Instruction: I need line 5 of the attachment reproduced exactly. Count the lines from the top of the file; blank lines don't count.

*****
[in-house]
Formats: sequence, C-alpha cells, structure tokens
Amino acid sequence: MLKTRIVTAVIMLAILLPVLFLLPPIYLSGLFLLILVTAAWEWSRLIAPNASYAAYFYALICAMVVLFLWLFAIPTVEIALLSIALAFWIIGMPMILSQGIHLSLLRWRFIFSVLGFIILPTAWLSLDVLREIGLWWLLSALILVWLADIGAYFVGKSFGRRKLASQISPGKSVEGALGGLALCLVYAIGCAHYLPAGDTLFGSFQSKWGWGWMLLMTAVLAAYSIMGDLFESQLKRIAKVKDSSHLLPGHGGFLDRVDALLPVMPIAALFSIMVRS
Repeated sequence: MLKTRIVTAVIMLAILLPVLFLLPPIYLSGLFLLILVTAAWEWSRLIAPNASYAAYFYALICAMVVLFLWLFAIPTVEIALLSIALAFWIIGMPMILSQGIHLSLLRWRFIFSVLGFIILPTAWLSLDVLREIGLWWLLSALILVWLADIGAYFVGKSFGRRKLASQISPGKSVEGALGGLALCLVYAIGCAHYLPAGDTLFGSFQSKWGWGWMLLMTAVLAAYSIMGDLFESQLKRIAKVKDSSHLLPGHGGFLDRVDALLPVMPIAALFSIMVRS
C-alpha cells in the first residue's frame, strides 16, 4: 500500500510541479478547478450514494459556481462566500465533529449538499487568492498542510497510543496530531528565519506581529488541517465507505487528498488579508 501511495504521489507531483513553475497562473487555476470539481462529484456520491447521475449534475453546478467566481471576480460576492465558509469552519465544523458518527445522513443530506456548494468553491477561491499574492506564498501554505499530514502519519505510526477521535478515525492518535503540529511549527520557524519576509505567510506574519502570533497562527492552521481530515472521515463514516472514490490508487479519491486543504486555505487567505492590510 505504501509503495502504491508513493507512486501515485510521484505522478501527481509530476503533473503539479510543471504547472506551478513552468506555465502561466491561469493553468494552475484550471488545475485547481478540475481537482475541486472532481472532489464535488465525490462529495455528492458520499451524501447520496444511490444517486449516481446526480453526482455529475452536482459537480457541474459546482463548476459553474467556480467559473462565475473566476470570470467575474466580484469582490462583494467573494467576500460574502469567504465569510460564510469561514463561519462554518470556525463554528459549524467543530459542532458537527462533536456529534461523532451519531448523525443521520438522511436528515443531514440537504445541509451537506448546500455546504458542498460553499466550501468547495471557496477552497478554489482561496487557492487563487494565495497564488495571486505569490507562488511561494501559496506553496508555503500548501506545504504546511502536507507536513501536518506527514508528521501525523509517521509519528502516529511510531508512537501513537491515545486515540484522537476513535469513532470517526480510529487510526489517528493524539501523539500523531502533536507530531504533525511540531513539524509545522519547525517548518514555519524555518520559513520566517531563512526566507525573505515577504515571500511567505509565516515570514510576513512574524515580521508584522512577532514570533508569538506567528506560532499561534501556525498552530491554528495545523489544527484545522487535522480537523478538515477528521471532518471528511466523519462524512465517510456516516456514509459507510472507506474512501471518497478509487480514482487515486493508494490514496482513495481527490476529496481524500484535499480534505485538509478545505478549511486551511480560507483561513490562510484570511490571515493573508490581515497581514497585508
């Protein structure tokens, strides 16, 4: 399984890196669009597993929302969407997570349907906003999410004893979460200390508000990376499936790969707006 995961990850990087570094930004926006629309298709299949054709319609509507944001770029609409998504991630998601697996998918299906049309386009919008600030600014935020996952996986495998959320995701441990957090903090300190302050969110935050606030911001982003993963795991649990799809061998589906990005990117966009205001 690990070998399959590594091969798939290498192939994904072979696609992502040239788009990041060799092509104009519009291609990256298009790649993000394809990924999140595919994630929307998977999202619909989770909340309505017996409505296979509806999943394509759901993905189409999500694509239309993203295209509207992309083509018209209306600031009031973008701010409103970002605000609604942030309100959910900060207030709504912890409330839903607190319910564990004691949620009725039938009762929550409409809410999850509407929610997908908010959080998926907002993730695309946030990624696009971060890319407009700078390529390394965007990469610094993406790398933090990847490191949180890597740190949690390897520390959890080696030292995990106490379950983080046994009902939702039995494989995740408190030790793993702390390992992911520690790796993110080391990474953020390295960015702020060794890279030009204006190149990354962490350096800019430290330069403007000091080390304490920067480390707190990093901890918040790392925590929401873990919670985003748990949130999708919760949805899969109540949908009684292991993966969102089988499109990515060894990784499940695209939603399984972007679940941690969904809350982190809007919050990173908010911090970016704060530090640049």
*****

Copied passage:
C-alpha cells in the first residue's frame, strides 16, 4: 500500500510541479478547478450514494459556481462566500465533529449538499487568492498542510497510543496530531528565519506581529488541517465507505487528498488579508 501511495504521489507531483513553475497562473487555476470539481462529484456520491447521475449534475453546478467566481471576480460576492465558509469552519465544523458518527445522513443530506456548494468553491477561491499574492506564498501554505499530514502519519505510526477521535478515525492518535503540529511549527520557524519576509505567510506574519502570533497562527492552521481530515472521515463514516472514490490508487479519491486543504486555505487567505492590510 505504501509503495502504491508513493507512486501515485510521484505522478501527481509530476503533473503539479510543471504547472506551478513552468506555465502561466491561469493553468494552475484550471488545475485547481478540475481537482475541486472532481472532489464535488465525490462529495455528492458520499451524501447520496444511490444517486449516481446526480453526482455529475452536482459537480457541474459546482463548476459553474467556480467559473462565475473566476470570470467575474466580484469582490462583494467573494467576500460574502469567504465569510460564510469561514463561519462554518470556525463554528459549524467543530459542532458537527462533536456529534461523532451519531448523525443521520438522511436528515443531514440537504445541509451537506448546500455546504458542498460553499466550501468547495471557496477552497478554489482561496487557492487563487494565495497564488495571486505569490507562488511561494501559496506553496508555503500548501506545504504546511502536507507536513501536518506527514508528521501525523509517521509519528502516529511510531508512537501513537491515545486515540484522537476513535469513532470517526480510529487510526489517528493524539501523539500523531502533536507530531504533525511540531513539524509545522519547525517548518514555519524555518520559513520566517531563512526566507525573505515577504515571500511567505509565516515570514510576513512574524515580521508584522512577532514570533508569538506567528506560532499561534501556525498552530491554528495545523489544527484545522487535522480537523478538515477528521471532518471528511466523519462524512465517510456516516456514509459507510472507506474512501471518497478509487480514482487515486493508494490514496482513495481527490476529496481524500484535499480534505485538509478545505478549511486551511480560507483561513490562510484570511490571515493573508490581515497581514497585508